Elizabeth took up residence at one of the Federation facilities, and soon sank into depression. Only one of her so-called friends visited her during this time, and Elizabeth all but turned her away. She met with many counselors, but none could get through. Her existence looked very bleak indeed.
That was, until the Federation decided to set up a school for those they called Mirans, the children of the world they now called Miri's Planet. The Miran Institute, as it was called, provided the means for Elizabeth to rise from her depression. She jumped at the opportunity to be in a school setting again, and as it progressed, she found herself even ignoring the awkwardness and being a social outcast. It still hurt, but after three centuries of abuse, the high she found in school and learning gave her enough to enjoy herself.
By some time after the turn of the 24th century, some Mirans were offered the chance to be adopted by families from the Federation. When a couple came searching for an older girl, the administrators of the Miran Institute approached Elizabeth. She agreed to meet with the couple, and upon meeting them, thought they were all a match made in heaven. Andrew Conté was a well-respected scientist, a physicist. His bride, Wilhelmina Conté, came from a family of Starfleet admirals and Federation politicians, giving her, even if not monetary, wealth and access to power if needed. The lifestyle the two led were so much like her parents, that Elizabeth immediately desired to leave with them. The paperwork was attended to and signed, and Elizabeth was taken aside by another counselor and asked if she truly wanted to become a part of the Conté family. The girl agreed fervently, and so the adoption was finalized. Elizabeth Maria Gilbey became Elizabeth Maria Gilbey Conté.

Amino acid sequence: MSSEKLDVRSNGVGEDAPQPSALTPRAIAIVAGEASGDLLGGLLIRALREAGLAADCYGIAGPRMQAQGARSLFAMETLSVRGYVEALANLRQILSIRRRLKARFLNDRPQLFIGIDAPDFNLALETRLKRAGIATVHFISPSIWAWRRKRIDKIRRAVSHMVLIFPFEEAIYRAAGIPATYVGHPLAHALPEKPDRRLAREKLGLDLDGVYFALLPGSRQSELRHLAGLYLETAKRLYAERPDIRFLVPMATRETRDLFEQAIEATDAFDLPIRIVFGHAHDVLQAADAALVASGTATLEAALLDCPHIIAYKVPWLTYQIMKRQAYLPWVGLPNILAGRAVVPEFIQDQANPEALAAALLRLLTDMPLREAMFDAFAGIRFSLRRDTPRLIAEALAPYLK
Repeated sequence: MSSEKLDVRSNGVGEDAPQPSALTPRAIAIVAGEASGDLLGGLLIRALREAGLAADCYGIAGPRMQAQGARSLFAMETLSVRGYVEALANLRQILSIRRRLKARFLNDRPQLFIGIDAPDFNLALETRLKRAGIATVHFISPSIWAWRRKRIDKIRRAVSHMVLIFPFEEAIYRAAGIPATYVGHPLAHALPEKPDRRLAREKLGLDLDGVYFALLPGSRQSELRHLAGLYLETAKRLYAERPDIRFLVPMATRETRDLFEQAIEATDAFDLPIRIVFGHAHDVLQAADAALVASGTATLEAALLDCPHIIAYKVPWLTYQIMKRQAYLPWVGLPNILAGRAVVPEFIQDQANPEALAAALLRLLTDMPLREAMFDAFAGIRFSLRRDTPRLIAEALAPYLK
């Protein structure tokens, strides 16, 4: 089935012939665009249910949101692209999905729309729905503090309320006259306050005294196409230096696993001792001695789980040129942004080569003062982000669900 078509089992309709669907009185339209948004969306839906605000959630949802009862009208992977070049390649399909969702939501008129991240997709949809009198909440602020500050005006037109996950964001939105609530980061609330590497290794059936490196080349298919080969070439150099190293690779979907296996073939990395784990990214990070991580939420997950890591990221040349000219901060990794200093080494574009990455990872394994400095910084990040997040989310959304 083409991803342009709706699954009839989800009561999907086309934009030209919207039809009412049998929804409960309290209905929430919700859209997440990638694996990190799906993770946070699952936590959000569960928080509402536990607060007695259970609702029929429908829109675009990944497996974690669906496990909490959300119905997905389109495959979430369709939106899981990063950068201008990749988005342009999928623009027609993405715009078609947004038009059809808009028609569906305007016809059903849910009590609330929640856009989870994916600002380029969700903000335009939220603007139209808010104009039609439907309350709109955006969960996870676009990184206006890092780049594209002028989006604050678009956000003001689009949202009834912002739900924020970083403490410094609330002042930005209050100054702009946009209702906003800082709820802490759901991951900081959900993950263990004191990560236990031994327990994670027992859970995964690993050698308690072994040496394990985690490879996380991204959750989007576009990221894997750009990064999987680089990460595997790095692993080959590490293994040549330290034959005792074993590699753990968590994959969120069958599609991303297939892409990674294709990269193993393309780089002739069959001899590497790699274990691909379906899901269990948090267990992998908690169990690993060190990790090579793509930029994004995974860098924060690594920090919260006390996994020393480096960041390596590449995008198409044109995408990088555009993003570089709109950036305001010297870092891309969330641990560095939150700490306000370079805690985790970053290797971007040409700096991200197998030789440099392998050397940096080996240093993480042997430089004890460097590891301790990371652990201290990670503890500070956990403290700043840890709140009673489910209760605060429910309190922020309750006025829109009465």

Elizabeth quickly settled into the lavish and luxurious lifestyle of the Contés. Her schooling accounted for, twice now, she was freed from those responsibilities. And without a gaggle of younger schoolchildren to deal with, she quickly fell into her own crowd. Like her biological parents, her adoptive parents attended social events often enough to, as her adoptive mother put it, "Remind them who we are and that we aren't dead yet." There, Elizabeth met daughters and friends of other astute figures, some close to her age, and she quickly befriended them. She found her niche in gossip and regaling stories of her life before the disease on Miri's Planet, and her life with the Contés. And while she was not the most popular of the group, or the leader, she felt comfortable in what she needed, acceptance.